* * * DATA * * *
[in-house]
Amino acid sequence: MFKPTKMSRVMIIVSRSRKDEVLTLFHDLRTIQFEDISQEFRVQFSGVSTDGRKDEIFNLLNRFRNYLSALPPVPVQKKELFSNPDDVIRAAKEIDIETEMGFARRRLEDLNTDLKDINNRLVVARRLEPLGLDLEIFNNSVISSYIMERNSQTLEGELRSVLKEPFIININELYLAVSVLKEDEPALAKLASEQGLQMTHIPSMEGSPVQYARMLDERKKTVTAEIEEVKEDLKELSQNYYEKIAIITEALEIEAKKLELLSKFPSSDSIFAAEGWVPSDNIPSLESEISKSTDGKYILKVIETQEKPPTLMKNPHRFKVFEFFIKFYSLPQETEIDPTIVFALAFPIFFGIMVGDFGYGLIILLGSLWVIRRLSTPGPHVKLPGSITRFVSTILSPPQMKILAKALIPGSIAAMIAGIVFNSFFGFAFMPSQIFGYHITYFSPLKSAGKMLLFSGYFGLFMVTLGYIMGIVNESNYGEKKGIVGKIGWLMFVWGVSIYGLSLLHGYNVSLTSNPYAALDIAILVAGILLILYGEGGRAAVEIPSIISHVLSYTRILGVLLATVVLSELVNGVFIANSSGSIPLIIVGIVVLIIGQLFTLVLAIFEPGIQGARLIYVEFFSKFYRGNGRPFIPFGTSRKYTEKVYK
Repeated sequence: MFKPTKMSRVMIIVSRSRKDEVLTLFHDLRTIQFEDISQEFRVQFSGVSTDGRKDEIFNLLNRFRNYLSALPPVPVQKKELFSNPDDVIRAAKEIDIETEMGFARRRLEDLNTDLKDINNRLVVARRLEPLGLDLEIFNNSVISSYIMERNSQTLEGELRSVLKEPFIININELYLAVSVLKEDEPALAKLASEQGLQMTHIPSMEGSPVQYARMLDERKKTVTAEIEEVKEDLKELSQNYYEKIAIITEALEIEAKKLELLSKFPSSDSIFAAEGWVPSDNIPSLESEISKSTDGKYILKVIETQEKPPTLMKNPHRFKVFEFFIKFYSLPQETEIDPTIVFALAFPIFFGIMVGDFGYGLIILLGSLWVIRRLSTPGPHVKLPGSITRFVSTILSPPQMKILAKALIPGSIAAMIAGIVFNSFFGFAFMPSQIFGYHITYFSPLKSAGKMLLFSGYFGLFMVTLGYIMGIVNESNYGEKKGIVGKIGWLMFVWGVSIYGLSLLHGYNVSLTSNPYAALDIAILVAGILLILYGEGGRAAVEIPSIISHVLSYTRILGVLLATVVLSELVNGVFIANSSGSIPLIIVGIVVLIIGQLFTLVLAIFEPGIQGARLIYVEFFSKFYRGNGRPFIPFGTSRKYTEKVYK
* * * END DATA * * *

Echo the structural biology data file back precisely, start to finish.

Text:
[in-house]
Amino acid sequence: MFKPTKMSRVMIIVSRSRKDEVLTLFHDLRTIQFEDISQEFRVQFSGVSTDGRKDEIFNLLNRFRNYLSALPPVPVQKKELFSNPDDVIRAAKEIDIETEMGFARRRLEDLNTDLKDINNRLVVARRLEPLGLDLEIFNNSVISSYIMERNSQTLEGELRSVLKEPFIININELYLAVSVLKEDEPALAKLASEQGLQMTHIPSMEGSPVQYARMLDERKKTVTAEIEEVKEDLKELSQNYYEKIAIITEALEIEAKKLELLSKFPSSDSIFAAEGWVPSDNIPSLESEISKSTDGKYILKVIETQEKPPTLMKNPHRFKVFEFFIKFYSLPQETEIDPTIVFALAFPIFFGIMVGDFGYGLIILLGSLWVIRRLSTPGPHVKLPGSITRFVSTILSPPQMKILAKALIPGSIAAMIAGIVFNSFFGFAFMPSQIFGYHITYFSPLKSAGKMLLFSGYFGLFMVTLGYIMGIVNESNYGEKKGIVGKIGWLMFVWGVSIYGLSLLHGYNVSLTSNPYAALDIAILVAGILLILYGEGGRAAVEIPSIISHVLSYTRILGVLLATVVLSELVNGVFIANSSGSIPLIIVGIVVLIIGQLFTLVLAIFEPGIQGARLIYVEFFSKFYRGNGRPFIPFGTSRKYTEKVYK
Repeated sequence: MFKPTKMSRVMIIVSRSRKDEVLTLFHDLRTIQFEDISQEFRVQFSGVSTDGRKDEIFNLLNRFRNYLSALPPVPVQKKELFSNPDDVIRAAKEIDIETEMGFARRRLEDLNTDLKDINNRLVVARRLEPLGLDLEIFNNSVISSYIMERNSQTLEGELRSVLKEPFIININELYLAVSVLKEDEPALAKLASEQGLQMTHIPSMEGSPVQYARMLDERKKTVTAEIEEVKEDLKELSQNYYEKIAIITEALEIEAKKLELLSKFPSSDSIFAAEGWVPSDNIPSLESEISKSTDGKYILKVIETQEKPPTLMKNPHRFKVFEFFIKFYSLPQETEIDPTIVFALAFPIFFGIMVGDFGYGLIILLGSLWVIRRLSTPGPHVKLPGSITRFVSTILSPPQMKILAKALIPGSIAAMIAGIVFNSFFGFAFMPSQIFGYHITYFSPLKSAGKMLLFSGYFGLFMVTLGYIMGIVNESNYGEKKGIVGKIGWLMFVWGVSIYGLSLLHGYNVSLTSNPYAALDIAILVAGILLILYGEGGRAAVEIPSIISHVLSYTRILGVLLATVVLSELVNGVFIANSSGSIPLIIVGIVVLIIGQLFTLVLAIFEPGIQGARLIYVEFFSKFYRGNGRPFIPFGTSRKYTEKVYK